His cheeks and lips are mentioned next with descriptions of sweet towers of spices and perfumes in banks of flowers as lilies dripping liquid myrrh. Wow! What a description. What we see is that she views his lips and cheeks as a sweet feature. His face is full (could be referencing the cheekbones which tend to square up the face) and fragrant (he is pleasant to get cheek to cheek with and kiss). She enjoys his facial features, but even more, getting close to him and taking him all in.
The hands which some have translated as “arms” are rods of gold. While we could see the arms as the rods, it is most likely a reference to his fingers and his touch. Like his head, the chrysolite stone on the hands gives off a gold color. While some have commented that these are actual rings set on his hands, this is another way of referencing the skin color, while also showing how she cherishes his touch. For those who argue for the rods being the arms, they are also right, in that when the hands had references made to them, the arms were included. She loves to be in his arms and feel the touch of his strong hands. Each of these body parts are an extension of the heart.
The lover has flat hard muscular abs that show his strength and vigor. His upper body is like ivory formed perfectly and spread with precious stones set in place on his body. He is cut, we might say in modern language. In this case, the ruby seems to be a redundant visual except to show his special place in his beloved’s heart. The ivory is solid and firm while the rubies are a precious stone of the ancients. The word for belly here has reference to the body from shoulder to thighs. His core is solid overall.
The legs of the lover are said to be like alabaster or marble columns. As we have seen already, gold is an element she likes to use when referring to the qualities of her lover. His legs are said to rest in sockets of gold. All of this has reference to how well he is put together. He is immovable like a set of the mountains of Lebanon. While his legs are like these tall columns of marble, the last mentions of cedars of Lebanon do not refer to his sturdy stature but his special quality that causes her to choose him. When people wanted quality items they went to Lebanon. He is the top choice/grade to his beloved girl.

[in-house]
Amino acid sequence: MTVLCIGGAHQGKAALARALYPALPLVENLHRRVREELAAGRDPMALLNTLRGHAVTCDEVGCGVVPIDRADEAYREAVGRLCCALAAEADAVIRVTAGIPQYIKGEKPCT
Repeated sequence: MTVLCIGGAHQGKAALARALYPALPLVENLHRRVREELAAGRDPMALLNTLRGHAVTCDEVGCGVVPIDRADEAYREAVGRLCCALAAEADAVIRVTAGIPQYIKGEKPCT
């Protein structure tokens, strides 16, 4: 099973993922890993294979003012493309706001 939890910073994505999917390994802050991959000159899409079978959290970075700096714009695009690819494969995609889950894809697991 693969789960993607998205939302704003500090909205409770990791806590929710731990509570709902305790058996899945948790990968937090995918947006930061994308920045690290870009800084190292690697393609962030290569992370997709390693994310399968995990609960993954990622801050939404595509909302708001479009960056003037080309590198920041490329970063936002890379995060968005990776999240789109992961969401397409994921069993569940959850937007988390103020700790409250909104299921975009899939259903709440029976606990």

While the last mention of his qualities has to do with his mouth, we should not think our wasf is somehow out of order. Notice how the real point is not the mouth but the actual words that he speaks. The wasf actually ends at the legs and this final comment is a bonus feature to explain how wonderful the lover really is. Lilies were mentioned as a part of his mouth back in 5:13 and this has reference to his ability to give sexual pleasure. Lilies, as we have seen, are used in the book when expressing some sexual quality about one of the people in our Song.
We have an image of a well made and greatly loved young man. As the friends were skeptical at first, by the end of her description they are ready to help and search for him while it seems that even they hope to catch a glance at this handsome lover for themselves.
When we are called upon to give a testimony about our Lord and Savior, Jesus Christ, we have an opportunity to explain Him and His love in intricate detail. This is part of our effort to prove that He is worthy of love and that He is the greatest Lover of all time. When we are confronted by those who question our relationship with Him, we should be able to describe the Lord in a way that would make the hearers want to seek and find Him.
1. Take a moment to write song lyrics describing the Lord and what He means to you, spiritually. What kinds of attributes did you include?
2. What benefit is there in talking openly about our spouse in a positive way before others?
3. When you think about the lyrical description of the lover from the perspective of this desperate young girl, why do you think the other hearers were convinced to join the search party?
4. What could you say about Jesus and what his love means to you that would pique the interest of those listening to you?
5. How can we incorporate that way that we speak about the Lord in sharing the gospel with others?
This brings today’s episode to a close. Please join me next time in a study of Song of Songs 6:1-3, in a message titled, “Where is My Beloved?”